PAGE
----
Columbus McKinnon's (NASDAQ:CMCO) stock is up by a considerable 5.8% over the past month. As most would know, fundamentals are what usually guide market price movements over the long-term, so we decided to look at the company's key financial indicators today to determine if they have any role to play in the recent price movement. In this article, we decided to focus on Columbus McKinnon's ROE.
Return on equity or ROE is a key measure used to assess how efficiently a company's management is utilizing the company's capital. Put another way, it reveals the company's success at turning shareholder investments into profits.
How To Calculate Return On Equity?
The formula for return on equity is:
Return on Equity = Net Profit (from continuing operations) ÷ Shareholders' Equity
So, based on the above formula, the ROE for Columbus McKinnon is:
3.3% = US$24m ÷ US$735m (Based on the trailing twelve months to September 2021).
The 'return' refers to a company's earnings over the last year. Another way to think of that is that for every $1 worth of equity, the company was able to earn $0.03 in profit.
Why Is ROE Important For Earnings Growth?
We have already established that ROE serves as an efficient profit-generating gauge for a company's future earnings. Depending on how much of these profits the company reinvests or "retains", and how effectively it does so, we are then able to assess a company’s earnings growth potential. Assuming all else is equal, companies that have both a higher return on equity and higher profit retention are usually the ones that have a higher growth rate when compared to companies that don't have the same features.
Columbus McKinnon's Earnings Growth And 3.3% ROE
It is hard to argue that Columbus McKinnon's ROE is much good in and of itself. Not just that, even compared to the industry average of 10%, the company's ROE is entirely unremarkable. However, the moderate 6.3% net income growth seen by Columbus McKinnon over the past five years is definitely a positive. Therefore, the growth in earnings could probably have been caused by other variables. For example, it is possible that the company's management has made some good strategic decisions, or that the company has a low payout ratio.
We then compared Columbus McKinnon's net income growth with the industry and found that the company's growth figure is lower than the average industry growth rate of 8.5% in the same period, which is a bit concerning.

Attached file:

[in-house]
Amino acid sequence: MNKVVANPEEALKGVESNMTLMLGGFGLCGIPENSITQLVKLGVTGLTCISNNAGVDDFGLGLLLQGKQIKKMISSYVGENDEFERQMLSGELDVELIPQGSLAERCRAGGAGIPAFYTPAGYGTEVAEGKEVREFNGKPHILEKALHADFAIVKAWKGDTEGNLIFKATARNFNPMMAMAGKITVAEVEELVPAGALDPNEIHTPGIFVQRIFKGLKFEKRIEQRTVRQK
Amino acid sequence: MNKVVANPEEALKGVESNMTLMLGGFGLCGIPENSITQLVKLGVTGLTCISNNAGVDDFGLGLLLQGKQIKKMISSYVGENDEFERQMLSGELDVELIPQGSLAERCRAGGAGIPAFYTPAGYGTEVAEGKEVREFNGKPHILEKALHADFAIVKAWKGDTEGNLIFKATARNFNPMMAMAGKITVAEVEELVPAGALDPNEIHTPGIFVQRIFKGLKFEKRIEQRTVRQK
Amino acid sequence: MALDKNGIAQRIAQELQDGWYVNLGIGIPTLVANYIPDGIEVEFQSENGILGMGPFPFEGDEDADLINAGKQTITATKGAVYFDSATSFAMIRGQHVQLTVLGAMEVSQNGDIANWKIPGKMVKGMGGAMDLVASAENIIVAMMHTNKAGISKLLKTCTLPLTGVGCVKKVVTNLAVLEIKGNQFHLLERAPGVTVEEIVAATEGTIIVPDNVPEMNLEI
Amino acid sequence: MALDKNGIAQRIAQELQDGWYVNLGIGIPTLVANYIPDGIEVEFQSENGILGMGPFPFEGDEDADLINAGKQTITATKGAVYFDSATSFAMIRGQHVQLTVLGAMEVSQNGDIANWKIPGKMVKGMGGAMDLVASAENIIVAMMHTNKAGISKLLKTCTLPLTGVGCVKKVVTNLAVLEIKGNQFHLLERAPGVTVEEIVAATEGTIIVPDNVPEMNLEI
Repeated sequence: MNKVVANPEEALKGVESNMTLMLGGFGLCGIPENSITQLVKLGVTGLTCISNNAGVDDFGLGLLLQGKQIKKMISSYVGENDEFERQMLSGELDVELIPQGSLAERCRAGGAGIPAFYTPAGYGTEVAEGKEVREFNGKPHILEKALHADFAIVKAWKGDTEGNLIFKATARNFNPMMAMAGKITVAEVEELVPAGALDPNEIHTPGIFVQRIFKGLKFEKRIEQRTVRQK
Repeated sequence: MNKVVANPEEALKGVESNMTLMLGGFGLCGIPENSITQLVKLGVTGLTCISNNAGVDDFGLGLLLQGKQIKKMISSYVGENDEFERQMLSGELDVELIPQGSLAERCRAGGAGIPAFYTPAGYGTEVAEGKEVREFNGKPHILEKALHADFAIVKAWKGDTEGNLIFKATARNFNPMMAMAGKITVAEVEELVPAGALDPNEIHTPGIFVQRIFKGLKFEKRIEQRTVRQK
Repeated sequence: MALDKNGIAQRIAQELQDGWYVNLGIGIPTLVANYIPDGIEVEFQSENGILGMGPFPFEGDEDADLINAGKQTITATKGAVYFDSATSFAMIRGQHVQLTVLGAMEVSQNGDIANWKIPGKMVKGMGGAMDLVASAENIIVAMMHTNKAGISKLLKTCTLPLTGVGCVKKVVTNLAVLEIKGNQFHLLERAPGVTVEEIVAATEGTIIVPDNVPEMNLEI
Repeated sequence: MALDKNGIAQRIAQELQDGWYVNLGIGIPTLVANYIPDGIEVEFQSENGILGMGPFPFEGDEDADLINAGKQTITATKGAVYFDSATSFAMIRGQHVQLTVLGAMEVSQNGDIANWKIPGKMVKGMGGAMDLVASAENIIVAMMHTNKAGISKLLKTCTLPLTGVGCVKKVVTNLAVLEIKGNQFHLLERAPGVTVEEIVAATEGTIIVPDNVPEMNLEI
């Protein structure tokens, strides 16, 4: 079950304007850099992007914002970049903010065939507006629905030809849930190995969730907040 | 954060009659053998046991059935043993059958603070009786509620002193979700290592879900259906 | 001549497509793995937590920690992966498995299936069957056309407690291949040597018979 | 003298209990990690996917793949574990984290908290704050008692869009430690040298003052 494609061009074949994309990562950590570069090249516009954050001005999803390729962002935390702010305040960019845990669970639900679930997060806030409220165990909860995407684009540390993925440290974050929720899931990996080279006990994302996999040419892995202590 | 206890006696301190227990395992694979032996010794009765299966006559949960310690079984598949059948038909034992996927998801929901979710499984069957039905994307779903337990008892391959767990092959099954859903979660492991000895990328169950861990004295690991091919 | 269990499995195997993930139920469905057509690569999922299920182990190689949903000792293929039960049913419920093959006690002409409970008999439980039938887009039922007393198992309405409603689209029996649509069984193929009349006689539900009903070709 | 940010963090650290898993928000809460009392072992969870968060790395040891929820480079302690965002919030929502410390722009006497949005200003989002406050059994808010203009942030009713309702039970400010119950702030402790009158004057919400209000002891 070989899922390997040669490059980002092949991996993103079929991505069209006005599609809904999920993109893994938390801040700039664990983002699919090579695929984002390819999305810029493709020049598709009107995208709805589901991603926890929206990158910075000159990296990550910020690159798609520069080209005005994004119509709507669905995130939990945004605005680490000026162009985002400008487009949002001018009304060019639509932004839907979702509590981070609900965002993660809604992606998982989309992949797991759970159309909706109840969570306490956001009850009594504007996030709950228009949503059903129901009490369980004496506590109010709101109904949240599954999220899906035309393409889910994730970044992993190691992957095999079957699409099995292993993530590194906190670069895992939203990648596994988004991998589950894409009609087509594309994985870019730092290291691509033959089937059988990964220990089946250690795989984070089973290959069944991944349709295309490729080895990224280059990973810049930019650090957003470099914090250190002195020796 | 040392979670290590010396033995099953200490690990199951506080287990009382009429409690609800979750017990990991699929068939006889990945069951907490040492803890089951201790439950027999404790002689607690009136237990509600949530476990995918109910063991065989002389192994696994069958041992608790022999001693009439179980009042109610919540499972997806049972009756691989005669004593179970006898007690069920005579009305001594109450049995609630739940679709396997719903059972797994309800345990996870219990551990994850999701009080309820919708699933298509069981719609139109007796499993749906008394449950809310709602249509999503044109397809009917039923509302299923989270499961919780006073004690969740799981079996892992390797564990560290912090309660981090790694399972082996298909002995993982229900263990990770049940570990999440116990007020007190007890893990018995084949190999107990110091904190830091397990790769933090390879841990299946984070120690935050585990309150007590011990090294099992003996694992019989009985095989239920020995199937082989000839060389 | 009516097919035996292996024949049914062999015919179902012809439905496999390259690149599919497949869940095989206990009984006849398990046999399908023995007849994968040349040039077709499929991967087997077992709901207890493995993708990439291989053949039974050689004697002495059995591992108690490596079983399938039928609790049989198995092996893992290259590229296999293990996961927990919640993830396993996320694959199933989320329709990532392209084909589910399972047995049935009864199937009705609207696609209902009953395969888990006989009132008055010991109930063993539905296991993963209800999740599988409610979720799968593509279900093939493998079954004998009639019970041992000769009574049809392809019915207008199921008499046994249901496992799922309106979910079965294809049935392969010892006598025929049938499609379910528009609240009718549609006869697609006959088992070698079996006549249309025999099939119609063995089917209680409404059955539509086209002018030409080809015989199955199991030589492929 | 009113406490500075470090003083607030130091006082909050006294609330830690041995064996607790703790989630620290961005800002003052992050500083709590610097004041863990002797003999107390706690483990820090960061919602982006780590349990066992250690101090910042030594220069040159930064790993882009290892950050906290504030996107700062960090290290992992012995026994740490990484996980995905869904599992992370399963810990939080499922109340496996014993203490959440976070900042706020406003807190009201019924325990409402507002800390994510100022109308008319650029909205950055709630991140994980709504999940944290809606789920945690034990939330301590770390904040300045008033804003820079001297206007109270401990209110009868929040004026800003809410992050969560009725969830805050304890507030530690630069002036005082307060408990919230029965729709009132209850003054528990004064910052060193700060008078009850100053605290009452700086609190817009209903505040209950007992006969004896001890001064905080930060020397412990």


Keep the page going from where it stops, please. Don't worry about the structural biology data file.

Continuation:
Earnings growth is a huge factor in stock valuation. The investor should try to establish if the expected growth or decline in earnings, whichever the case may be, is priced in. By doing so, they will have an idea if the stock is headed into clear blue waters or if swampy waters await. One good indicator of expected earnings growth is the P/E ratio which determines the price the market is willing to pay for a stock based on its earnings prospects. So, you may want to check if Columbus McKinnon is trading on a high P/E or a low P/E, relative to its industry.
Is Columbus McKinnon Efficiently Re-investing Its Profits?
Columbus McKinnon's three-year median payout ratio to shareholders is 15% (implying that it retains 85% of its income), which is on the lower side, so it seems like the management is reinvesting profits heavily to grow its business.
Besides, Columbus McKinnon has been paying dividends over a period of eight years. This shows that the company is committed to sharing profits with its shareholders.
In total, it does look like Columbus McKinnon has some positive aspects to its business. Namely, its respectable earnings growth, which it achieved due to it retaining most of its profits. However, given the low ROE, investors may not be benefitting from all that reinvestment after all. That being so, the latest analyst forecasts show that the company will continue to see an expansion in its earnings. To know more about the company's future earnings growth forecasts take a look at this free report on analyst forecasts for the company to find out more.
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This article by Simply Wall St is general in nature. We provide commentary based on historical data and analyst forecasts only using an unbiased methodology and our articles are not intended to be financial advice. It does not constitute a recommendation to buy or sell any stock, and does not take account of your objectives, or your financial situation. We aim to bring you long-term focused analysis driven by fundamental data. Note that our analysis may not factor in the latest price-sensitive company announcements or qualitative material. Simply Wall St has no position in any stocks mentioned.